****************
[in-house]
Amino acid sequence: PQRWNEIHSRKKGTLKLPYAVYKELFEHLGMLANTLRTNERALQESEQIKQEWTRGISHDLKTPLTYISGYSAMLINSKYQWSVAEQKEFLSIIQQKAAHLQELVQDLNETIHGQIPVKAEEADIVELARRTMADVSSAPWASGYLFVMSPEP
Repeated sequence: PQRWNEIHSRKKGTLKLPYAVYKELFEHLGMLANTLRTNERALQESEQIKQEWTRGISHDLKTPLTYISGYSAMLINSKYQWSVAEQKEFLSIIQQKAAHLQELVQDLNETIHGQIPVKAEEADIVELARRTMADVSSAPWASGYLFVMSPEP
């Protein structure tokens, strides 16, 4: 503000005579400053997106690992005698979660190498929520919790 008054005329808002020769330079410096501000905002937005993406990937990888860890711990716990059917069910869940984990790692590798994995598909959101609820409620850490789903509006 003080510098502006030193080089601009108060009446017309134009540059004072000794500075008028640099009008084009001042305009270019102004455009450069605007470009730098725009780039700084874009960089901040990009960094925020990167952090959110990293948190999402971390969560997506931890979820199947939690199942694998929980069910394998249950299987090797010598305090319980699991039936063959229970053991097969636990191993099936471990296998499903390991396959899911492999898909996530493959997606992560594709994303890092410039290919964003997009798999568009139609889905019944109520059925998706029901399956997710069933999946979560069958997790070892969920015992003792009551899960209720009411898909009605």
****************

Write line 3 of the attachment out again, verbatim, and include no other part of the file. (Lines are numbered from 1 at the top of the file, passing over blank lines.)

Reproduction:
Repeated sequence: PQRWNEIHSRKKGTLKLPYAVYKELFEHLGMLANTLRTNERALQESEQIKQEWTRGISHDLKTPLTYISGYSAMLINSKYQWSVAEQKEFLSIIQQKAAHLQELVQDLNETIHGQIPVKAEEADIVELARRTMADVSSAPWASGYLFVMSPEP